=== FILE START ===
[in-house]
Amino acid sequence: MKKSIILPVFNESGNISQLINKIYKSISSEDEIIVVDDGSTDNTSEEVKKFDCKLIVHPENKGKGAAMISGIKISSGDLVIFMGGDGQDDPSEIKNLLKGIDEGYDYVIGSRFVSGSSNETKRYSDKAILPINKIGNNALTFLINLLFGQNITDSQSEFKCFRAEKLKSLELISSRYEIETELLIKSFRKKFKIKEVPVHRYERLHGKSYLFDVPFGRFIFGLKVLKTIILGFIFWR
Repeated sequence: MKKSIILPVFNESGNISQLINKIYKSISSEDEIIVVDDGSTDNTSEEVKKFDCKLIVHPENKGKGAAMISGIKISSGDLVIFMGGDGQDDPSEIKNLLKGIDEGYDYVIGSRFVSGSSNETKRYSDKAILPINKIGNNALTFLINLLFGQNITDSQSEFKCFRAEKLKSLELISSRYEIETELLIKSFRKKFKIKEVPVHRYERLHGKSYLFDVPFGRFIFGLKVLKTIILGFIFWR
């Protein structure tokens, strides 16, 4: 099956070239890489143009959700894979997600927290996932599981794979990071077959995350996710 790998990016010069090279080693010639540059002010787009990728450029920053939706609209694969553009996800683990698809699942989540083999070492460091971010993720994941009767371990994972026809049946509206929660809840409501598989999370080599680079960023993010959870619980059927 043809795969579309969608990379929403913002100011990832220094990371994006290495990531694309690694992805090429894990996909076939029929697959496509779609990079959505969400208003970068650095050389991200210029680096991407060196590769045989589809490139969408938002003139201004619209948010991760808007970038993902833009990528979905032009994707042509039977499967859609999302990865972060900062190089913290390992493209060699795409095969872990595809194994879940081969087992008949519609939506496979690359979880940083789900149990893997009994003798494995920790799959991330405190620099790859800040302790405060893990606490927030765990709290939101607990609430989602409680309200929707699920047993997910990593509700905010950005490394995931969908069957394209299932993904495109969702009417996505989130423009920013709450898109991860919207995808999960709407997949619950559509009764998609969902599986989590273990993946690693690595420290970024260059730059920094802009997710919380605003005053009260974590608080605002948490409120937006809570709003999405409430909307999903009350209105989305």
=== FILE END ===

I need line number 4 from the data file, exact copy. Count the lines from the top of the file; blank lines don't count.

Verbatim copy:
């Protein structure tokens, strides 16, 4: 099956070239890489143009959700894979997600927290996932599981794979990071077959995350996710 790998990016010069090279080693010639540059002010787009990728450029920053939706609209694969553009996800683990698809699942989540083999070492460091971010993720994941009767371990994972026809049946509206929660809840409501598989999370080599680079960023993010959870619980059927 043809795969579309969608990379929403913002100011990832220094990371994006290495990531694309690694992805090429894990996909076939029929697959496509779609990079959505969400208003970068650095050389991200210029680096991407060196590769045989589809490139969408938002003139201004619209948010991760808007970038993902833009990528979905032009994707042509039977499967859609999302990865972060900062190089913290390992493209060699795409095969872990595809194994879940081969087992008949519609939506496979690359979880940083789900149990893997009994003798494995920790799959991330405190620099790859800040302790405060893990606490927030765990709290939101607990609430989602409680309200929707699920047993997910990593509700905010950005490394995931969908069957394209299932993904495109969702009417996505989130423009920013709450898109991860919207995808999960709407997949619950559509009764998609969902599986989590273990993946690693690595420290970024260059730059920094802009997710919380605003005053009260974590608080605002948490409120937006809570709003999405409430909307999903009350209105989305």